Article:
I joined the Lib Dems over 5 years ago in the hope that I could be part of something that would advance electoral reform, move the government’s drugs policy in a positive direction and improve civil liberties. On the first two we are further away than we were when I joined*. The third one has been a case of two steps forward in some areas (e.g. ID cards) but two steps back in others (e.g. secret courts).
I have become convinced that real change needs to come from outside of the three main parties now. I’m not calling for a Brand-esque revolution or telling people they shouldn’t vote. That was totally irresponsible. I will certainly be voting at the next election and I may well vote for the Lib Dems. I have been interested in some of what the Green Party has to say although some of their more statist policies turn me off. I am also interested in the nascent Pirate Party philosophy. But the truth is I have had enough of being a member of a party for now. I only joined at the age of 34 having spent the previous two decades as a highly politically engaged lone wolf. Perhaps that is my natural state.
I think that love them or loathe them groups like 38 Degrees and the TPA have shown how much outside groups can influence things. The power of political parties is waning. The financial crisis has shown the limits of business as usual and yet nothing his really changed yet. We have a political system that was designed hundreds of years ago and it is utterly unfit for the world we now live in. But I see and hear very few people agitating for the sort of fundamental change we need. And I include myself in that criticism. I have on occasion bemoaned one or other aspect of it but being a member of one of the main parties, attending the conferences, speaking on the media as a member, posting leaflets, canvassing for them and generally doing all that a good party member should has made it difficult for me to say what I really think and has ultimately become untenable for me.
When the Occupy movement started a couple of years ago I was absolutely disgusted at the response of most people involved in politics at all levels. Although the movement was somewhat incoherent it was raising incredibly important questions. But all I seemed to hear was how they were disturbing people’s peace and USING IPHONES THE HYPOCRITCAL IDIOTS!!!!!11111 Occupy didn’t have all the answers but they were an example of just how disillusioned people have become.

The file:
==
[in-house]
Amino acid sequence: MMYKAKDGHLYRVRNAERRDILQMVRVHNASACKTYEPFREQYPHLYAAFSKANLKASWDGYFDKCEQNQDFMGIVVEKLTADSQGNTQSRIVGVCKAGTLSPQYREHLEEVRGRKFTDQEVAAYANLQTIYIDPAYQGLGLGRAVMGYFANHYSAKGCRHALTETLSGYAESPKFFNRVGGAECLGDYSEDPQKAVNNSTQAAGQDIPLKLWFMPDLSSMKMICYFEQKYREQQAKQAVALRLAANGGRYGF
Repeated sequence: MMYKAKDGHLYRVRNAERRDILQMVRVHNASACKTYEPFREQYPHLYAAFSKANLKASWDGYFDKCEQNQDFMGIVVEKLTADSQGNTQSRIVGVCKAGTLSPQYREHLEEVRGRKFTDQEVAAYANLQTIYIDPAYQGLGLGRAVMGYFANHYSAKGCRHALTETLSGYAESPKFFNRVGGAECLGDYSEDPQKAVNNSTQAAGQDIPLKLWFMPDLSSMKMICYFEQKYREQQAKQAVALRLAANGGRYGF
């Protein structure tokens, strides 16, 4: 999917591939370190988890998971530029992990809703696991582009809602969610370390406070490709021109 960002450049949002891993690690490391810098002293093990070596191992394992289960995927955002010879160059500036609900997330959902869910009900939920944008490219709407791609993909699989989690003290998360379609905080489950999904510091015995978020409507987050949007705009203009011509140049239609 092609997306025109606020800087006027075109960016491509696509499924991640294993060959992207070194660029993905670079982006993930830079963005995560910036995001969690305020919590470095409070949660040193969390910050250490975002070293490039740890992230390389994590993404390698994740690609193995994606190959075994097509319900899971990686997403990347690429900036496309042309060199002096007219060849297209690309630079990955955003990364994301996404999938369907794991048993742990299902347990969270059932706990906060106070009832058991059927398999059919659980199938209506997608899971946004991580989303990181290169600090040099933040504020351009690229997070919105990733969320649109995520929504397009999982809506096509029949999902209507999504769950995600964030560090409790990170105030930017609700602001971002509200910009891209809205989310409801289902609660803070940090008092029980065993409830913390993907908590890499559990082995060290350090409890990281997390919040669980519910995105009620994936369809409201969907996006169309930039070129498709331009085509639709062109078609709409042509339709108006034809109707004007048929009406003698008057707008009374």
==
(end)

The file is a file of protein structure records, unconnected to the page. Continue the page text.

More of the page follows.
I don’t know how politics will look in 30 or 50 years time but I feel sure that with technological change and the mistrust that we now see in almost all of our institutions it will ultimately be radically different. I desperately want to see a more responsive, representative, evidence based and tolerant politics. I have just reluctantly come to the conclusion that remaining a member of one of the main parties will not help us get there.
I will miss attending the conferences and being part of a strong movement with very deep roots. I have made some good friends in the party and I hope to keep in touch with them all. I expect some will be disappointed that I have not chosen to continue to fight the good fight from inside but I hope they will understand my reasons.
I intend to keep blogging on here, writing in other places (if they’ll still have me) and podcasting. I also intend to keep popping up on the media as and when I can although I expect I’ll be less of a draw now I’m not in one of the main camps.
But most of all I fully intend to try and help nudge us towards the better sort of politics that I fervently believe we as a country deserve.
*This is not to denigrate the excellent work done by Ewan Hoyle and others within Lib Dems for Drug Policy Reform. The party's policy on drugs is very good, it's just that almost none of it has ended up in a change to government policy.
Friday, 15 November 2013
I have decided to leave the Lib Dems.